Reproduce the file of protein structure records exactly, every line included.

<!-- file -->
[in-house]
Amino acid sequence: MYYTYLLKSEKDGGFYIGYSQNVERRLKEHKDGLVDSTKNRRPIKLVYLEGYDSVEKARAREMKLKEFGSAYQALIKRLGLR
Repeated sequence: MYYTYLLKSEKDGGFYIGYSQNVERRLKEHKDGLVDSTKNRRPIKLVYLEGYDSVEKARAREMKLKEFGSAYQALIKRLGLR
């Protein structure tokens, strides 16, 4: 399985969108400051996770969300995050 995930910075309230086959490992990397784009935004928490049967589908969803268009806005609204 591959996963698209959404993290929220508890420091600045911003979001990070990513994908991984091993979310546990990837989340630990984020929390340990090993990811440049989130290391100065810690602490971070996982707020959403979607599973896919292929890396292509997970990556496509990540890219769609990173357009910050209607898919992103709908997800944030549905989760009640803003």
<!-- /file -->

[in-house]
Amino acid sequence: MYYTYLLKSEKDGGFYIGYSQNVERRLKEHKDGLVDSTKNRRPIKLVYLEGYDSVEKARAREMKLKEFGSAYQALIKRLGLR
Repeated sequence: MYYTYLLKSEKDGGFYIGYSQNVERRLKEHKDGLVDSTKNRRPIKLVYLEGYDSVEKARAREMKLKEFGSAYQALIKRLGLR
């Protein structure tokens, strides 16, 4: 399985969108400051996770969300995050 995930910075309230086959490992990397784009935004928490049967589908969803268009806005609204 591959996963698209959404993290929220508890420091600045911003979001990070990513994908991984091993979310546990990837989340630990984020929390340990090993990811440049989130290391100065810690602490971070996982707020959403979607599973896919292929890396292509997970990556496509990540890219769609990173357009910050209607898919992103709908997800944030549905989760009640803003």